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The numbers keep climbing

One of the keys to success in using DNA for genealogy is luck: having someone else who shares your DNA who’s also tested with the company (or companies) you tested with and who’s willing to connect and collaborate with you on your research.

When that luck strikes, there’s almost nothing like it. The Legal Genealogist felt that one day when, logging in to DNA results, it finally became clear what had happened to one family member.

William Robertson was the oldest brother of my great grandfather Jasper Carlton Robertson, and he disappeared from our radar in the records of the late 1880s. We knew he had still been in Delta County, Texas, in August of 18881 and had moved to Wilbarger County by January of 1889.2

And then he disappeared.

We won’t talk about that missing 1890 census that could have answered so many questions3 but trying to find the right William Robertson, born in Mississippi, in the 1900 census proved to be just about impossible. The wife and child he’d been recorded with in 18804… well, they weren’t with him in 1900.

So when I woke up one morning, logged into a set of DNA results and found the great grandson of William M. Robertson in my match list, it was like Christmas morning. He didn’t know who William’s parents were, and boy could we tell him about that! And we didn’t know what had happened to William, and boy could he tell us about that!

That is the great joy, great power and great value of DNA in genealogy.

But you can see that it depends, in part, on luck: what if this cousin had never tested?

In addition to blind luck, success in using DNA in genealogical research depends on the testing databases reaching a critical mass: as the sheer number of people who have tested goes up, it makes it more and more likely that anybody who tests — and those of us who tested long ago — are going to find those critical matches.

And we’re getting there.

At a simply astronomical rate.

On January 10, 2017, AncestryDNA posted in its blog that it had reached three million people in its database: “It took us 11 months to go from 1 million to 2 million customers and just seven months later, we’ve surpassed 3 million customers in our AncestryDNA database.”5

Yesterday, just three months after hitting three million, AncestryDNA hit the four million mark: “The AncestryDNA database grew from 3 to 4 million in the last three months,” the graphic on the company’s Twitter post read. “That’s about as fast as babies are born in the United States.”6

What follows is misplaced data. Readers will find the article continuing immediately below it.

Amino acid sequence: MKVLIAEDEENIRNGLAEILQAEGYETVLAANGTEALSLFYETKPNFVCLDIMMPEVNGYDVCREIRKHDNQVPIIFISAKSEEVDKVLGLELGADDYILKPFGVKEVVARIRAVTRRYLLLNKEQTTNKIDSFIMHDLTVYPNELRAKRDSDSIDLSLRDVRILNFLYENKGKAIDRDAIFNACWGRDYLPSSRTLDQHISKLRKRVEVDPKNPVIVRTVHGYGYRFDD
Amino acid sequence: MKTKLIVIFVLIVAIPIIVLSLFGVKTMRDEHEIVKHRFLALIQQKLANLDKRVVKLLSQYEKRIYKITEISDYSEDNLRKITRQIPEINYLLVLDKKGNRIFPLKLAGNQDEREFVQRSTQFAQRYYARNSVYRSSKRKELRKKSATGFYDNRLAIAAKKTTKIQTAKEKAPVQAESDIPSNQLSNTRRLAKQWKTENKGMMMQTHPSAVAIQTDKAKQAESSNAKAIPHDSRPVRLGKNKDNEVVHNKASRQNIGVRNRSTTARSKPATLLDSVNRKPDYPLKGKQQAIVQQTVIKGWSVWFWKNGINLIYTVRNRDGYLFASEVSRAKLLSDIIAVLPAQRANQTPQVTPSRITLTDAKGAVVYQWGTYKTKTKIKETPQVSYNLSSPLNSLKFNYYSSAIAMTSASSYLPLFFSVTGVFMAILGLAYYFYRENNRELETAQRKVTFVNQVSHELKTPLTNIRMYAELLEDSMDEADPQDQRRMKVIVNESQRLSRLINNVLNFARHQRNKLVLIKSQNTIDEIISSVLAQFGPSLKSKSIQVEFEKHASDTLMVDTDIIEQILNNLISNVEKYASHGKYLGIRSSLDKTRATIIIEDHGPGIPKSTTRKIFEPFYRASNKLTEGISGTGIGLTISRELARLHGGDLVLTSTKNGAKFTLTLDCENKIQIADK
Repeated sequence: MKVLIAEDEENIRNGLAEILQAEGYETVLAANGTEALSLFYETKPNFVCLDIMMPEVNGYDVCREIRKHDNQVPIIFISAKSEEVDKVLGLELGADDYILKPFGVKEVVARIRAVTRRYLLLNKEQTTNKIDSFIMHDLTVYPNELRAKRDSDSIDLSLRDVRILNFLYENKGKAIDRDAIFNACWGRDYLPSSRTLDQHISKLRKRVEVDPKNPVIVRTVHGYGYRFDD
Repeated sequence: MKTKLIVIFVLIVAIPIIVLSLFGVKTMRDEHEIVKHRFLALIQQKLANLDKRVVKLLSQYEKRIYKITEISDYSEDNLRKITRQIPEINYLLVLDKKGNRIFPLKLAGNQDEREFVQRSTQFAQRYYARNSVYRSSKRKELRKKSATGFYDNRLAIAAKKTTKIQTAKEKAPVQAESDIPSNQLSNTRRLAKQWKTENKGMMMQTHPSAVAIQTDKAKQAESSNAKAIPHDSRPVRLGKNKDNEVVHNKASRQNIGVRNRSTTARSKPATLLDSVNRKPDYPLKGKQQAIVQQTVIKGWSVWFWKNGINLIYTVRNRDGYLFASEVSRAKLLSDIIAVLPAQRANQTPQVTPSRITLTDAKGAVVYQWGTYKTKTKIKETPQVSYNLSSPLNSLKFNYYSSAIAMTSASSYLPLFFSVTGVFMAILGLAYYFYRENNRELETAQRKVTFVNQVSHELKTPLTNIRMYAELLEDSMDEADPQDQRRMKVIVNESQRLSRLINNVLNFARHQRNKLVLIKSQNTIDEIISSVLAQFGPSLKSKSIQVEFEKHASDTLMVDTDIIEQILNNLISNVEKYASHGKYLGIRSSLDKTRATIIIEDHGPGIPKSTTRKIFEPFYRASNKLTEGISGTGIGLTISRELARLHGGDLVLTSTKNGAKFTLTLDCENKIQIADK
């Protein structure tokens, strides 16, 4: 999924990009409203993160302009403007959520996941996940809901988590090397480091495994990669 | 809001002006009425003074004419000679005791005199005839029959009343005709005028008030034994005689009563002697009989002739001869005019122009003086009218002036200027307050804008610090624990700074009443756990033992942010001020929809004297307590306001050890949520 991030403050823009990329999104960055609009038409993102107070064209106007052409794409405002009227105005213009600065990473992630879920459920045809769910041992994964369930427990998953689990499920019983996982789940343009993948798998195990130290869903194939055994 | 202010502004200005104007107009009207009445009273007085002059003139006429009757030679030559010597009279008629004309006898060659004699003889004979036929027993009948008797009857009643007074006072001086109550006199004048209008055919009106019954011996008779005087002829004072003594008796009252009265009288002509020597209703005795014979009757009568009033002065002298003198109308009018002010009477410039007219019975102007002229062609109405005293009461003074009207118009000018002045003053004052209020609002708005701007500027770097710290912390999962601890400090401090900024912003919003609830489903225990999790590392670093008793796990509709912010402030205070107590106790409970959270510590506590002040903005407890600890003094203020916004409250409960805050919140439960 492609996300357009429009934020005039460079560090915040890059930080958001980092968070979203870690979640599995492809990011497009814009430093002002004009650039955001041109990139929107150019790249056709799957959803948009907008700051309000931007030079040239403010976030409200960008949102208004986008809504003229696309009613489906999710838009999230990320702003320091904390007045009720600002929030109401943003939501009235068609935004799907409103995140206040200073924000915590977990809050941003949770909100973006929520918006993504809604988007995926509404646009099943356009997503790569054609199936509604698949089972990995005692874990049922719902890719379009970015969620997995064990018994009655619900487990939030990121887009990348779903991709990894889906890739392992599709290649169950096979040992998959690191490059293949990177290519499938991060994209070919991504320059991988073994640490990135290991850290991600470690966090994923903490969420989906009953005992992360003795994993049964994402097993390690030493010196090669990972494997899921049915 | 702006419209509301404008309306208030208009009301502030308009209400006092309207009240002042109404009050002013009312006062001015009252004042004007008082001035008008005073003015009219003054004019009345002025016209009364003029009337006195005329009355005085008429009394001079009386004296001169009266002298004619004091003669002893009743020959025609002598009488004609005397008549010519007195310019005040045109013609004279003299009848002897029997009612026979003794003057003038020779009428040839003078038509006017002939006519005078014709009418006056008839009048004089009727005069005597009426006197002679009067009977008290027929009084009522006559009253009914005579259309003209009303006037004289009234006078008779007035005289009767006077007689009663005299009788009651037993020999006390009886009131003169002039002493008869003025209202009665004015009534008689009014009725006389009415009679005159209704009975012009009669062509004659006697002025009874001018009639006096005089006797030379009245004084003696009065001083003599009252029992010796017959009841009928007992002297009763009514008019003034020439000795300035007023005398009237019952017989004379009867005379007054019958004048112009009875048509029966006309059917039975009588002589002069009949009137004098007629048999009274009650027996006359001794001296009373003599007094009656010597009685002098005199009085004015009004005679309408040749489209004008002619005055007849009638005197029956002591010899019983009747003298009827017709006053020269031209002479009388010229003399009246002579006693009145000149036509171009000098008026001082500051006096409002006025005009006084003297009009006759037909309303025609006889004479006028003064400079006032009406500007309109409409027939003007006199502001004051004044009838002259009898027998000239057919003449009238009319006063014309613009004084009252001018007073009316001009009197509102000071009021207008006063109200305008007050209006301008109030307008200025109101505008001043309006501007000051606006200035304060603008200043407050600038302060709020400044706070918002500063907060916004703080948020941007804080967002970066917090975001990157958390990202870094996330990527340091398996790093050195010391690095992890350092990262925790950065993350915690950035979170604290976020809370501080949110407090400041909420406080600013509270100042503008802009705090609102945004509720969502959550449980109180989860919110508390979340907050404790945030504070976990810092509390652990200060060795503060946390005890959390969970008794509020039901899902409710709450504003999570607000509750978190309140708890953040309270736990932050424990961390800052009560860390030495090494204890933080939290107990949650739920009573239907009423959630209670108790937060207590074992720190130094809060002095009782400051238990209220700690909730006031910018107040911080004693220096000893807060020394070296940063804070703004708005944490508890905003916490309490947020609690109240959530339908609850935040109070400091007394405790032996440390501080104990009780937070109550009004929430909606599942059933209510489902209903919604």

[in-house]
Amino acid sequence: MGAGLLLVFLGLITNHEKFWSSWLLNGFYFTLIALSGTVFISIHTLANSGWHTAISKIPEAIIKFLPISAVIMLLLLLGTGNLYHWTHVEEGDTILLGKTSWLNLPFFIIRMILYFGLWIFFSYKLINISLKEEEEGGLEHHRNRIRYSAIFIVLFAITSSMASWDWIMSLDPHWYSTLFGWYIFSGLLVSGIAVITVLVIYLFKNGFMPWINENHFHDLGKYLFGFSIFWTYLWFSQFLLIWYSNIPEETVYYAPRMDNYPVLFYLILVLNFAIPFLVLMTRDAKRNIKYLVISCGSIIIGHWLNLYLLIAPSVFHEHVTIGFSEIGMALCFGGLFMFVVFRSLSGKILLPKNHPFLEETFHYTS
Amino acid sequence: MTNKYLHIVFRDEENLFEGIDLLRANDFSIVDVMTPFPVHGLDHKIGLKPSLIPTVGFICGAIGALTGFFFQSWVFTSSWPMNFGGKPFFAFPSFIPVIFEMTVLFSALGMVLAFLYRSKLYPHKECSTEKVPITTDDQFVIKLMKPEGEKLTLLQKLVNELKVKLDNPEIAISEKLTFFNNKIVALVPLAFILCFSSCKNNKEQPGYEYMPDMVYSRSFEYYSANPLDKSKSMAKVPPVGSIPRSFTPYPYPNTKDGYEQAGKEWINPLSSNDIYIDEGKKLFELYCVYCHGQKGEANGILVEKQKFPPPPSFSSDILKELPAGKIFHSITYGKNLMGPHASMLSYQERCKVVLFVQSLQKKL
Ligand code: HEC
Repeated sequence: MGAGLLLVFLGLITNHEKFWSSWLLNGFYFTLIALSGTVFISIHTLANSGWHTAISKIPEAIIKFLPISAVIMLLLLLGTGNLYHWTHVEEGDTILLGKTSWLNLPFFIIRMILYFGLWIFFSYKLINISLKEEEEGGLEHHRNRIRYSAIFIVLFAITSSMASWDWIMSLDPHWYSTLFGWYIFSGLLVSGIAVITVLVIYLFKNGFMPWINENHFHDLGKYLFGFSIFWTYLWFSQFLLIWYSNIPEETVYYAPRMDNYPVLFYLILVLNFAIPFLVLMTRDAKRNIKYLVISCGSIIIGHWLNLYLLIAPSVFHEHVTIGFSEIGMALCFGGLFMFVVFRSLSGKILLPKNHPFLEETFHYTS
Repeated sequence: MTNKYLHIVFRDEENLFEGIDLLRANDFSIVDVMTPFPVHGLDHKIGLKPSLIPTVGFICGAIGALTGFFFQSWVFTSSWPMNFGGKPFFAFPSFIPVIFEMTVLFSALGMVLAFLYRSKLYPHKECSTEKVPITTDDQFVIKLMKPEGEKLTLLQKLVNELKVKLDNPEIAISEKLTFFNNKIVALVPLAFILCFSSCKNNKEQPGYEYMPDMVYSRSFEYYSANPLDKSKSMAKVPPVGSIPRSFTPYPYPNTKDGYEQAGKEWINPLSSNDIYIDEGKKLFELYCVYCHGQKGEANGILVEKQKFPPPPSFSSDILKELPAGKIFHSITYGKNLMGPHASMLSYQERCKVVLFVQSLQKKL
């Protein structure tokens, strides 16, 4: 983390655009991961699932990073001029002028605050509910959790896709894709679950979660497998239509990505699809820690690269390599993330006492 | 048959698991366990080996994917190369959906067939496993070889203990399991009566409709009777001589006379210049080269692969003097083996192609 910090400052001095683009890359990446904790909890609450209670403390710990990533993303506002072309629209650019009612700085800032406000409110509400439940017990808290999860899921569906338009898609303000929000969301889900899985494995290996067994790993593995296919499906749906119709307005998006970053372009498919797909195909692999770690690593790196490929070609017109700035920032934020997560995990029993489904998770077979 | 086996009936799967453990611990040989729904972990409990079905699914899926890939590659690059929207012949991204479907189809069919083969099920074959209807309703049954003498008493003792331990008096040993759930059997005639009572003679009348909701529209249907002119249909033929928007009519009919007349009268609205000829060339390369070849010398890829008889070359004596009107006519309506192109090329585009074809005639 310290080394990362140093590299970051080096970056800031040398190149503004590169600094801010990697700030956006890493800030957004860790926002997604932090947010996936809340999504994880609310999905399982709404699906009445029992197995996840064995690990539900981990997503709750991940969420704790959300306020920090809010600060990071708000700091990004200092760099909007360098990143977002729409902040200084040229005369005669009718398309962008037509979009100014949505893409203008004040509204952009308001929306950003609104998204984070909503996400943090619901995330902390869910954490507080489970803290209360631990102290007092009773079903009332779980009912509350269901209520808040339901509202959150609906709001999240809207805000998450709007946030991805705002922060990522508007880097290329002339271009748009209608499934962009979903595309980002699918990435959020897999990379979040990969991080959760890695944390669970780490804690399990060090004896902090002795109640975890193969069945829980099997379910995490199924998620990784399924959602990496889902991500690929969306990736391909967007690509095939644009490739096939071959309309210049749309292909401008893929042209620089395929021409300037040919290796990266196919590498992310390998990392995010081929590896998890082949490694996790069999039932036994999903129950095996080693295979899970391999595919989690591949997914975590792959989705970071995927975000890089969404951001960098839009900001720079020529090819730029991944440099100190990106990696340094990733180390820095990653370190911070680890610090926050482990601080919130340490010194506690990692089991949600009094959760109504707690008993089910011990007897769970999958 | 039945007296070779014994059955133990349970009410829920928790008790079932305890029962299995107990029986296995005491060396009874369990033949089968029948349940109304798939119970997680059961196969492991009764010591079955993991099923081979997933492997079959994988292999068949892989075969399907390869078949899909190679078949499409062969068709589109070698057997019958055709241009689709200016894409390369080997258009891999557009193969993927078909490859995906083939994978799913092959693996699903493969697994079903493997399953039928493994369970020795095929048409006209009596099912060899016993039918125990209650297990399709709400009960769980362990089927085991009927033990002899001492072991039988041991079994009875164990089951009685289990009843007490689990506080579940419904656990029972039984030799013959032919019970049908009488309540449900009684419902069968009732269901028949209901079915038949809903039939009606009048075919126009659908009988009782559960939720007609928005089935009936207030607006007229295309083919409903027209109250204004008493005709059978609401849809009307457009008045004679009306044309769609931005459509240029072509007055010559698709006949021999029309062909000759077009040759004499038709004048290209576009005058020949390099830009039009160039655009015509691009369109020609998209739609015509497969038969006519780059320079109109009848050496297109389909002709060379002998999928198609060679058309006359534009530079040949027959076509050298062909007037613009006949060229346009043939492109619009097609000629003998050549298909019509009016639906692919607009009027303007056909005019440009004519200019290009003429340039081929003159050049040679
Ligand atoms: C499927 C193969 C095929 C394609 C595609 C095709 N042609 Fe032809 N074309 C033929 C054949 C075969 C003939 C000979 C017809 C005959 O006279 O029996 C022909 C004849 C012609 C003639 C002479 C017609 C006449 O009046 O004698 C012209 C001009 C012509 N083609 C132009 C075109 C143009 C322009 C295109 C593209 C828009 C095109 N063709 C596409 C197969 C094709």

In 2015, 23andMe said it had one million people in its testing database.7 But just a few days ago, here in April 2017, news came that 23andMe had crossed the two million mark.8

Other DNA companies are experiencing the same growth9 and, with the entry of new players to the DNA testing world like LivingDNA and MyHeritage, the pace of growth should continue and, if anything, accelerate.

In other words, the chances for any of us to log into our accounts some morning and find that key cousin with the answers to our questions waiting for us in our match list is going up.

And if you want to help that along, this is the time. Because there are DNA Day sales going on just about everywhere as I wrote on Thursday in the post “DNA Day sales for 2017.”10

It really is an exciting time to be a genealogist — and to be or to become a genetic genealogist.

Join the crowd! Come on in… the water’s fine.


SOURCES

  1. Delta County, Texas, Deed Book Q: 29-30, Robertson to Fisher; Delta County Courthouse, Cooper.
  2. Delta County Deed Book N: 138-139, Robertson to Hargrove.
  3. See Kellee Blake, “‘First in the Path of the Firemen’: The Fate of the 1890 Population Census,” Prologue Magazine (Spring 1996), online version, Archives.gov (https://www.archives.gov/publications/prologue/ : accessed 22 Apr 2017).
  4. 1880 U.S. census, Delta County, Texas, Justice Precinct 3, population schedule, enumeration district (ED) 20, p. 501B (stamped), dwelling 108, family 109, William M. Robertson; digital image, Ancestry.com (http://www.ancestry.com : accessed 22 Apr 2017); citing National Archive microfilm publication T9, roll 1300.
  5. Ancestry Team, “AncestryDNA Surpasses 3 Million Customers in DNA Database,” Ancestry blog, posted 10 Jan 2017 (https://blogs.ancestry.com/ : accessed 22 Apr 2017).
  6. DYK,” Ancestry.com, Twitter post, 22 Apr 2017 (https://twitter.com/ancestry/ : accessed 22 Apr 2017).
  7. AnneW, “The Power of One Million,” 23andMeBlog, posted June 2015 (https://blog.23andme.com/ : accessed 22 Apr 2017).
  8. Leah Larkin, Ph.D., , “23andMe Breaks Two Million!,” The DNA Geek, posted 9 Apr 2017 (http://thednageek.com/ : accessed 22 Apr 2017).
  9. See ibid., “AncestryDNA Hits Four Million!,” posted 22 Apr 2017.
  10. Judy G. Russell, “DNA Day sales for 2017,The Legal Genealogist, posted 20 Apr 2017 (http://www.legalgenealogist.com/blog : accessed 22 Apr 2017).
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